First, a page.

Pausing briefly (“Oh gosh. Is this a good idea? Do I really want to get into this? Ugh. Stop over-analyzing. It’s just text messaging.”), I sent Cory a quick text so that he’d have my number, too. I suspected that burning up data was not the sole reason for the change of communication method. Sure enough, the tone of the conversation quickly turned more flirtatious.

After a few obligatory questions back and forth about work and school, Cory asked, “So, how do you feel about tattoos?”

My reply: “Hmmm. I’m not sure I have a strong opinion.” I made a quick assumption. “Where and how many? :)”

My assumption proved accurate. Cory just got his fifth tattoo and, as for the locations of the first four: “You could see all of them if I take off my shirt. ;)”

Before long, he actually sent me a shirtless photo of himself laying in bed with a book, along with the caption: “All I’m missing is a cup of coffee and a cuddle buddy.” Oh man. Was that an invitation? 

I redirected us to a safer topic (and one of my personal favorites): personality types. Once we determined one another’s Myers-Briggs types (Cory’s an ENFJ), any time I got too logical in response to his touchy-feeliness, he’d send me a teasing text, “Your T is showing, lol ;)”

Later in the week, I invited the rest of my a cappella group to go swing dancing with me. We’d been talking about doing it for a while, and I was ready to make it happen. After a quick conversation with Noelle, I decided to extend the invite to Cory, too. It would be a great way for him to start getting to know some of our members before his audition.

Cory seemed interested in going, but he had an evening lecture on campus that he needed to attend. He asked in a text, “Are you driving there?”

“Yep. Need a ride home after?” I thought he might be planning to take public transportation to the swing dancing venue.

“I was actually going to ask if you wanted to meet my dog and pick me up from med school and swing by my place? That would expedite things.” He explained that he needed to change after class; then also feed and walk his dog, Stout (named for the dark beer).

“He’s a great snuggler. :)” Cory added when I hesitated in responding to his text.

Pushing down my tendency to over-think things, I sent back a quick reply. “Where and when should I pick you up?” After hearing back from him with details, I sent one more text:

“On my way”, adding a private note to myself: Hopefully I don’t regret this.

Authentically Aurora

Fools in Love – Part I

man with girly drink“Wise men say, ‘Only fools rush in.'” -Elvis Presley

My first and only date with K.A. was painful. He spent the entirety of our two-hour dinner complaining about his coworkers. He is a somewhat effeminate history teacher who speaks with a whine to his voice, even when he is not endlessly bad-mouthing his coworkers.

K.A. was not just disgruntled about his work situation; he was a downright bitter person – and not in a fun, acerbic, Grumpy Cat kind of way. He actually fantasized to me about his plans for revenge on one of the other history teachers, calling her an unkind name. As if listening to his ranting wasn’t painful enough, he didn’t ask me more than two questions about myself the entire night. Clearly he was looking more for a venting partner than a romantic date.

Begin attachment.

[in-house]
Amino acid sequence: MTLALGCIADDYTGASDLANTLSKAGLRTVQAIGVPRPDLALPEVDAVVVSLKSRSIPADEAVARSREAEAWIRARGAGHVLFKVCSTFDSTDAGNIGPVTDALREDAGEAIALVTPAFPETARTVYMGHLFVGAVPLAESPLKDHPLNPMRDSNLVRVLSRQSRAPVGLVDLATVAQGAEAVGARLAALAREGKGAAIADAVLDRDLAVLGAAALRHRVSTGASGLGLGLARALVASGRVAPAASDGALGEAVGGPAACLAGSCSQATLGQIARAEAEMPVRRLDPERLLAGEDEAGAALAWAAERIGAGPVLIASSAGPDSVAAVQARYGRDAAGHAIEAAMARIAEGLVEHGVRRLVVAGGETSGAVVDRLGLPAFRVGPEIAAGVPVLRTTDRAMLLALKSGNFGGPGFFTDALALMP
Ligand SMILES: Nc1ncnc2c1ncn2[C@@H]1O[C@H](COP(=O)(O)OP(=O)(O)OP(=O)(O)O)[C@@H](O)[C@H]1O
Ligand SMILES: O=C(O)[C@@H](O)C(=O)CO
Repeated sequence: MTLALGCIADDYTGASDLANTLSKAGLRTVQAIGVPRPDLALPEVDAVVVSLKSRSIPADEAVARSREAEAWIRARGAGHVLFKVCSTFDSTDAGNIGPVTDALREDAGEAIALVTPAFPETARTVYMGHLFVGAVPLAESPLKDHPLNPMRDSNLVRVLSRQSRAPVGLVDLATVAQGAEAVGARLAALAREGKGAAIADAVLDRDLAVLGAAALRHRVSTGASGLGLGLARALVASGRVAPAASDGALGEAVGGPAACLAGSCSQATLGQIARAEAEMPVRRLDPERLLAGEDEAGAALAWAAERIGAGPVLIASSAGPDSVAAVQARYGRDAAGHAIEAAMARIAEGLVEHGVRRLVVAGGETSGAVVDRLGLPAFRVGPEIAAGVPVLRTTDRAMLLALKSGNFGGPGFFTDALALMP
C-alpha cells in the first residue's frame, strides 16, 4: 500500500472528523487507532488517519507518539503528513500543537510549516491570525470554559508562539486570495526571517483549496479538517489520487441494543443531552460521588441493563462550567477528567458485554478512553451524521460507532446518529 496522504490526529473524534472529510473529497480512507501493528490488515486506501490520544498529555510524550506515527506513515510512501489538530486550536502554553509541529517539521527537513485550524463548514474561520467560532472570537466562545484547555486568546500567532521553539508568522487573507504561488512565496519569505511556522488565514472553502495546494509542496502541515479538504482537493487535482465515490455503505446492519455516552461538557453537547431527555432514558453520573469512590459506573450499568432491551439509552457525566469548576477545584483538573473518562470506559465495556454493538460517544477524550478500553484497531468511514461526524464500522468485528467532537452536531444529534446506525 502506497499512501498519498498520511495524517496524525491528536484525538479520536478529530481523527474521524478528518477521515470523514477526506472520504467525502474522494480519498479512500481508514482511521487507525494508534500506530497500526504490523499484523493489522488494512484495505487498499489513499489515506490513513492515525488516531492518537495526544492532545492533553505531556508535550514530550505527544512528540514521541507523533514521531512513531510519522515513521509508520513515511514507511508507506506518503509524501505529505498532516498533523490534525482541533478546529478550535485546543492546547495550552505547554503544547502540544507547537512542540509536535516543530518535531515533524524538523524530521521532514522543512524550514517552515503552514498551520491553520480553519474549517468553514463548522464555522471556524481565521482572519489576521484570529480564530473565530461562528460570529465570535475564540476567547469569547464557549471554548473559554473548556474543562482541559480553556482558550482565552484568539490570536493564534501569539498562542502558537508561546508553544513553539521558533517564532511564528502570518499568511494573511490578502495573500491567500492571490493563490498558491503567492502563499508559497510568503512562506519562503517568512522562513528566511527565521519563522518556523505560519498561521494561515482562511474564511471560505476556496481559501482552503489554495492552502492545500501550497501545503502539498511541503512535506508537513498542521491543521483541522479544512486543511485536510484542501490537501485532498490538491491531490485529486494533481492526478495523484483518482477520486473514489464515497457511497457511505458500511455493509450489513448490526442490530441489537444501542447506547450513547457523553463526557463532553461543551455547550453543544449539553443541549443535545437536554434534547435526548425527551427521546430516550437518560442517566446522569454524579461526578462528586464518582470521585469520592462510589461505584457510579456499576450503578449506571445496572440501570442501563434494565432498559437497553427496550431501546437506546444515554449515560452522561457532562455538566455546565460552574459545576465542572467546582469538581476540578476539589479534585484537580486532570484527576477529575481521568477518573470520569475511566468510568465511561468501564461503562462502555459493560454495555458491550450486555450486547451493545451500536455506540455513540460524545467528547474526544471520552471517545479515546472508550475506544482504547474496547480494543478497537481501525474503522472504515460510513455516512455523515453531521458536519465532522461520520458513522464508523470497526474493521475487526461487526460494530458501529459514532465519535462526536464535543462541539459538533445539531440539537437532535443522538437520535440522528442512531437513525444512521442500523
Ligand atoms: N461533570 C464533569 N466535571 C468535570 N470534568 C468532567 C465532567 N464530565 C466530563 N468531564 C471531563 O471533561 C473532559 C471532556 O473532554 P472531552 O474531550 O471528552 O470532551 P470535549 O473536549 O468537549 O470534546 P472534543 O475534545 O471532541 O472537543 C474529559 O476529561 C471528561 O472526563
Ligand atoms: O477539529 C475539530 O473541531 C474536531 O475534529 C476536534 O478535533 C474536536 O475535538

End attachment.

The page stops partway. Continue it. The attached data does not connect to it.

He’d taken me to a pub where they served beer and not wine, so although I’m not much of a drinker, I ordered a cherry beer, deciding to try something new (and perhaps dull the pain)! K.A. asked to try it, and he liked it so much that, when our waitress came back, he asked for a cherry beer of his own.

Some men can pull off drinking cherry beer. Maximus Decimus Meridius could pull off drinking cherry beer. Indiana Jones could pull off drinking cherry beer. Paul Bunyan could pull off drinking cherry beer (not that he would). But whining, effeminate K.A.? On a first date, no less? Not a great choice, bro.

Obviously K.A. did not get a second date. But that didn’t keep him from trying. A couple of weeks after our disastrous first date, he sent me a text: “We should go out again for cherry beer.”

First of all, don’t ask a girl out on a date over text message, especially after two weeks of radio silence. Secondly, don’t draw attention to the fact that you ordered a cherry beer for yourself on the first date.

I turned him down again, but he tried again the following week, sending me three late-night text messages: “Wish u were here out dancing… I could use a cute girl like you… Maybe you should come over here.” He sent a fourth text the following morning apologizing; then said: “I want to try taking you out. Will you agree???”

I worded my reply carefully: “Thanks for being bold and asking outright, but I honestly don’t think we are a fit romantically. You have a lot to offer a girl, but I don’t believe I am the right girl for you.”

Instead of accepting my repeated rejection of him, he sent a text back: “Oh I disagree.”

“Whole heatedly,” he added; then corrected, “Heartedly* …heatedly as well.”

I cringed. So awkward! “I’m sorry, but I’m not interested.”

His response came swiftly: “Whatever. Thought it would be fun. Have a nice life.”

Classy. That’s a great way to make me regret my decision. 

He’s probably drowning his sorrows in cherry beer. And sadly, that’s probably the only hint of honey he’s going to get in this lifetime unless he changes his sour attitude.

Authentically Aurora